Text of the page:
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US Supreme Court Expands Employer Liability For Race-Related Retaliation Claims

Volume 7, Issue 6
June 25, 2008

In conjunction with Title VII of the Civil Rights Act, Plaintiffs with racial discrimination claims often sue under 42 U.S.C. § 1981, a post-civil war statute which guarantees all persons "the same right . . . to make and enforce contracts." Section 1981 claims are particularly troubling because they are not subject to Title VII's cap on damages, they can have a longer statute of limitations than Title VII claims, and they are not subject to the administrative requirements of Title VII - i.e., plaintiffs do not have to first file charges with the Equal Employment Opportunity Commission or state discrimination agency.


On May 27, 2008, in CBOCS West, Inc. v. Humphries, --- U.S. ---, 128 S. Ct. 1951, the United States Supreme Court held that Section 1981 also encompasses retaliation claims, thereby significantly expanding an employer's liability for race-related retaliation claims.


Hedrick Humphries, an African-American assistant manager of a Cracker Barrel restaurant, was terminated after complaining to managers that an African-American employee was dismissed because of his race. Humphries filed a lawsuit under Title VII and Section 1981 alleging race discrimination and retaliation. The trial court dismissed Humphries' Section 1981 retaliation claim, but the Seventh Circuit Court of Appeals reversed, finding that he could bring a retaliation claim under Section 1981.


The Supreme Court agreed, reasoning that retaliation claims are permitted under Section 1981's sister provision, 42 U.S.C. § 1982, which prohibits interference with one's property rights on the basis of race. The Court rejected the employer's argument that nearly all other federal employment law statutes contain explicit language prohibiting retaliation while Section 1981 contains no such language. The Court also rejected the employer's assertion that allowing such claims would circumvent Title VII's administrative requirements, reasoning that any circumvention or overlap was by Congressional design. The strongly-worded dissent, by Justices Thomas and Scalia, argued that Section 1981 prohibits discrimination based upon race and that retaliation is clearly discrimination based upon conduct.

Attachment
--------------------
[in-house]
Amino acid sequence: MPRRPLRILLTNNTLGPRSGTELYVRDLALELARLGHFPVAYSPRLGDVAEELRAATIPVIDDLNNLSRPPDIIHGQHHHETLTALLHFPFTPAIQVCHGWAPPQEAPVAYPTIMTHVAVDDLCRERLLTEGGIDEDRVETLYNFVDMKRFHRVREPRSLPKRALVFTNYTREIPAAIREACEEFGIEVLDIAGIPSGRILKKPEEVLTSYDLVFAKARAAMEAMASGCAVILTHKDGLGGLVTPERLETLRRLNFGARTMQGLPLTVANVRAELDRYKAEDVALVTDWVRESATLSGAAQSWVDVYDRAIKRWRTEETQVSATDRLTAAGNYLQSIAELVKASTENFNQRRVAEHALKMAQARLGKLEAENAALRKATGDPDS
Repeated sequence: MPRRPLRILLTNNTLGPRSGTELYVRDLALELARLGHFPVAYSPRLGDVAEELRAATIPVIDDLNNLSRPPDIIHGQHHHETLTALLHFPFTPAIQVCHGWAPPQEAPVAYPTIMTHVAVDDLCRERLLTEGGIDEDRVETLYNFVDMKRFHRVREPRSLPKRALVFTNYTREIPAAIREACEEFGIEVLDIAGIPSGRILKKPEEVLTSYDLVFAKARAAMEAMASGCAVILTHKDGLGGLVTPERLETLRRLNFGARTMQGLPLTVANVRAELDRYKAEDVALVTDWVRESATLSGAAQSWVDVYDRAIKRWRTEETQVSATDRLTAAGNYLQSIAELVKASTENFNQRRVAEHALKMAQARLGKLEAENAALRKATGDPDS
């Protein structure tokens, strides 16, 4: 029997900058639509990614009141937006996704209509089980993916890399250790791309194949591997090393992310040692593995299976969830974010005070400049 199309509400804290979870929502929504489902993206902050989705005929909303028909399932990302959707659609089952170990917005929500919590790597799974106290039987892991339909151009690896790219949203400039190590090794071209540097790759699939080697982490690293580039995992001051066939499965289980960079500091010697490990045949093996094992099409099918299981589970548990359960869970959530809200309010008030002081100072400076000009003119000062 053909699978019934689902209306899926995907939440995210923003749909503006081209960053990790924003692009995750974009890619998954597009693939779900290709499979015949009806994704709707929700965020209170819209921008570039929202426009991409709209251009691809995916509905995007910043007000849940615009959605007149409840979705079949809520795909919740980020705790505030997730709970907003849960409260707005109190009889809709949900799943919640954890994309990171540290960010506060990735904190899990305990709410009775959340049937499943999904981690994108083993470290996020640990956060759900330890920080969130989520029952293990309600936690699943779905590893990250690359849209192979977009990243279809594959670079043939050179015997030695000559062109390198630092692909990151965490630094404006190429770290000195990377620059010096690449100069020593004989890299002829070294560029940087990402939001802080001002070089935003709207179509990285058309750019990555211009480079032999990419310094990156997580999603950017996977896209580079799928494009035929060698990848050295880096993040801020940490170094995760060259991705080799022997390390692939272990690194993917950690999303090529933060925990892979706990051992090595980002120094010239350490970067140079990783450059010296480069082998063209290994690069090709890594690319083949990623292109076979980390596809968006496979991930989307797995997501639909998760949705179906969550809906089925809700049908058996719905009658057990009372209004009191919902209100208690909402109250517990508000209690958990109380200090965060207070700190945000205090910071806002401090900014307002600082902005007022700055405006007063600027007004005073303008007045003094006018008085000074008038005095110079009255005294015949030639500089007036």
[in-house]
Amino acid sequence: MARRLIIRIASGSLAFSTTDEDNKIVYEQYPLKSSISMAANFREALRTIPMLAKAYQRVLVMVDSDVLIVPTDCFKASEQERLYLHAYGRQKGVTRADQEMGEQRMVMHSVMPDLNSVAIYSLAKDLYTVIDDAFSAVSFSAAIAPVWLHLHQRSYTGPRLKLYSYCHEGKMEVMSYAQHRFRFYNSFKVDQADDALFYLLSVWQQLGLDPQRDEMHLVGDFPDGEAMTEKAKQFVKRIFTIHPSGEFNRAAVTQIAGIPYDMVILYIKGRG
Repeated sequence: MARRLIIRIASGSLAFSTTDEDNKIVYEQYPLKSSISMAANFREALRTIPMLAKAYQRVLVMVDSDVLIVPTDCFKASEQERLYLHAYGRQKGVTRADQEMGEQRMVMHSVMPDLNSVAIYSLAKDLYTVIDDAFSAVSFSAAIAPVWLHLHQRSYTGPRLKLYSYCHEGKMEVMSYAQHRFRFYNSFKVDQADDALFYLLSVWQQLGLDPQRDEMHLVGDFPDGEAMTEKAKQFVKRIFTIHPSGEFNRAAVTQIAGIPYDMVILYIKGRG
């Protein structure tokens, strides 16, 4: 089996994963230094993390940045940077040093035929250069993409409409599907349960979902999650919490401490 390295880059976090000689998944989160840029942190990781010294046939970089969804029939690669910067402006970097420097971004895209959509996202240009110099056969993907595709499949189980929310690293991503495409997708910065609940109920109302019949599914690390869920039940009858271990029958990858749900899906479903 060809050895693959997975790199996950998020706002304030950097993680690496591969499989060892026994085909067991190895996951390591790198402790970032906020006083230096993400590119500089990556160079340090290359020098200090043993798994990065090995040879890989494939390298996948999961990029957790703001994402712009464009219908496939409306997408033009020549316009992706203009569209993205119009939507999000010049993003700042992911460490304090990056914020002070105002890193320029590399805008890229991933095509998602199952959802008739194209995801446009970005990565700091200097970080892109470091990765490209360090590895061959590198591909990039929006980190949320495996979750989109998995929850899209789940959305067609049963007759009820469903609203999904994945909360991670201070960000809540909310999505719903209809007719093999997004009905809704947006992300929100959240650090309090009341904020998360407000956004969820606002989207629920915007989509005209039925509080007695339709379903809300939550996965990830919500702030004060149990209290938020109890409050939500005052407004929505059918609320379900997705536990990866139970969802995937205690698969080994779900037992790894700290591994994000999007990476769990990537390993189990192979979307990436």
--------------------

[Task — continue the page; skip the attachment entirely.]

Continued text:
In light of Humphries, employees who believe they have been retaliated against because they made internal or external complaints of racial discrimination or harassment or because they participated in proceedings related to such complaints or issues, such as investigations, can immediately file a federal lawsuit under Section 1981. More importantly, the near unlimited damages available to them for racial discrimination under Section 1981 are now available for a retaliation claim premised upon some type of racial discrimination or harassment. Accordingly, when an employer receives an internal or external complaint of racial discrimination or harassment, the red-flag we normally assign to individuals involved in this complaint, including the complainant, should be colored scarlet because any retaliation claim such individuals possess or garner now presents an even larger potential price tag. The importance of supervisor training on how to react to complaints and guard against retaliation cannot, therefore, be underemphasized.

To read the full text of this decision, please see: www.kzalaw.com/engine/file_writing/file_uploads/loYidviGyHA24SlH.doc

Employer Report articles are for general information only; they are not intended and should not be construed to be legal advice. Reading or replying to such articles does not establish an attorney-client relationship. In addition, because the subject matters and applicable laws discussed in Employer Report articles are often in a state of change and not always applicable to every type of business entity or organization, readers should consult with counsel before making decisions based on the same.